START Fellow 2019

Ludwig-Maximilians-Universität München, Max Planck Institute of Quantum Optics

Research website

Research in quantum physics allows in a unique way musing about fundamental questions regarding the nature of physical entities, while at the same time promises the development of groundbreaking applications in many distinct areas ranging from computer science and communication technology to precision measurements and simulations in biology and chemistry.


I am interested in developing entanglement detection schemes and implementing different quantum measurement schemes.

The main objective my START project is to develop integrated waveguides as a tool for simulations of open quantum systems. I have been working with integrated photonics for many years, however, open quantum systems are a new topic and thus I am quite excited to learn more about this field and make it accessible to the integrated photonics platform.

Featured on the Research in Bavaria website: Supporting independence in quantum research

Website: https://xqp.physik.uni-muenchen.de/


Cooperation and dependencies in multipartite systems

W. Kłobus, M. Miller, M. Pandit, R.Ganardi, L. Knips, J. Dziewior, J. Meinecke, H. Weinfurter, W. Laskowski, T. Paterek

NJP 23, 63057 (2021).

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We propose an information-theoretic quantifier for the advantage gained from cooperation that captures the degree of dependency between subsystems of a global system. The quantifier is distinct from measures of multipartite correlations despite sharing many properties with them. It is directly computable for classical as well as quantum systems and reduces to comparing the respective conditional mutual information between any two subsystems. Exemplarily we show the benefits of using the new quantifier for symmetric quantum secret sharing. We also prove an inequality characterizing the lack of monotonicity of conditional mutual information under local operations and provide intuitive understanding for it. This underlines the distinction between the multipartite dependence measure introduced here and multipartite correlations.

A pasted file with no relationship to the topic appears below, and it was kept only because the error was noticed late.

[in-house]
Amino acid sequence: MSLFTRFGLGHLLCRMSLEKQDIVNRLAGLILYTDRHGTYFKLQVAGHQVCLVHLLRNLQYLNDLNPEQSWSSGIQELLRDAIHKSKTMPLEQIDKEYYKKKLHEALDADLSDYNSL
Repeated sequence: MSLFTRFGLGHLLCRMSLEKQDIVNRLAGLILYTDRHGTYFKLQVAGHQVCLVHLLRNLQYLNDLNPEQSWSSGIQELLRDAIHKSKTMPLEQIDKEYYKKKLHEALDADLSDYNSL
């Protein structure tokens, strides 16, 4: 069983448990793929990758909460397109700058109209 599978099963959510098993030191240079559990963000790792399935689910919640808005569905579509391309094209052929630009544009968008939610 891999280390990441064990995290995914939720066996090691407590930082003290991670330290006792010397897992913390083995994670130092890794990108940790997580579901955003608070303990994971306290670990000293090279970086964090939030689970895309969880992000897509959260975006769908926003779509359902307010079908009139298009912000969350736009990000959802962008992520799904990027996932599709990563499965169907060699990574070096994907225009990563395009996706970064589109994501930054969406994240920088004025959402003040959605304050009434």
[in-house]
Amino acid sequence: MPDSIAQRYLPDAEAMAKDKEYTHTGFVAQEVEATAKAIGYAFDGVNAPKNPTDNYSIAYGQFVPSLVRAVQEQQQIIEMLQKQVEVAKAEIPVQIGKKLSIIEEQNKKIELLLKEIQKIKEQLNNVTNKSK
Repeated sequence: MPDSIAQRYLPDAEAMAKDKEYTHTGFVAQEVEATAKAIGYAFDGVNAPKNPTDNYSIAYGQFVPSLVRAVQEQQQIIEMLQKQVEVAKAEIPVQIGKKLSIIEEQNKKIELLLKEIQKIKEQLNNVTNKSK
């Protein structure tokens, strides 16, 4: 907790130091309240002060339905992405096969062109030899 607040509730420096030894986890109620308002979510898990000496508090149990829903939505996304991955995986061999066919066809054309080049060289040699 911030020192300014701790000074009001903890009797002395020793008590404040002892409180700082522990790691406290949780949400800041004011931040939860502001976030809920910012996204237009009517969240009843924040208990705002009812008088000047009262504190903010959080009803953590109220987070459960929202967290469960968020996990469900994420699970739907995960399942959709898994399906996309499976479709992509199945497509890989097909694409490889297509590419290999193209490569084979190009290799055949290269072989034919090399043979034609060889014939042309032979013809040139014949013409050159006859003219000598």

DOI: 10.1088/1367-2630/abfb89

Implementing graph-theoretic quantum algorithms on a silicon photonic quantum walk processor

X.G. Qiang, Y.Z. Wang, S.C. Xue, R.Y. Ge, L.F. Chen, Y.W. Liu, A.Q. Huang, X. Fu, P. Xu, T. Yi, F.F. Xu, M.T. Deng, J.B. Wang, J.D.A. Meinecke, J.C.F. Matthews, X.L. Cai, X.J. Yang, J.J. Wu

Science Advances 7 (9), eabb8375 (2021).

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Applications of quantum walks can depend on the number, exchange symmetry and indistinguishability of the particles involved, and the underlying graph structures where they move. Here, we show that silicon photonics, by exploiting an entanglement-driven scheme, can realize quantum walks with full control over all these properties in one device. The device we realize implements entangled two-photon quantum walks on any five-vertex graph, with continuously tunable particle exchange symmetry and indistinguishability. We show how this simulates single-particle walks on larger graphs, with size and geometry controlled by tuning the properties of the composite quantum walkers. We apply the device to quantum walk algorithms for searching vertices in graphs and testing for graph isomorphisms. In doing so, we implement up to 100 sampled time steps of quantum walk evolution on each of 292 different graphs. This opens the way to large-scale, programmable quantum walk processors for classically intractable applications.

DOI: 10.1126/sciadv.abb8375

Multipartite entanglement analysis from random correlations

L. Knips, J. Dziewior, W. Klobus, W. Laskowski, T. Paterek, P.J. Shadbolt, H. Weinfurter, J.D.A. Meinecke

NPJ Quantum Information 6 (1), 51 (2020).

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Quantum entanglement is usually revealed via a well aligned, carefully chosen set of measurements. Yet, under a number of experimental conditions, for example in communication within multiparty quantum networks, noise along the channels or fluctuating orientations of reference frames may ruin the quality of the distributed states. Here, we show that even for strong fluctuations one can still gain detailed information about the state and its entanglement using random measurements. Correlations between all or subsets of the measurement outcomes and especially their distributions provide information about the entanglement structure of a state. We analytically derive an entanglement criterion for two-qubit states and provide strong numerical evidence for witnessing genuine multipartite entanglement of three and four qubits. Our methods take the purity of the states into account and are based on only the second moments of measured correlations. Extended features of this theory are demonstrated experimentally with four photonic qubits. As long as the rate of entanglement generation is sufficiently high compared to the speed of the fluctuations, this method overcomes any type and strength of localized unitary noise.

DOI: 10.1038/s41534-020-0281-5

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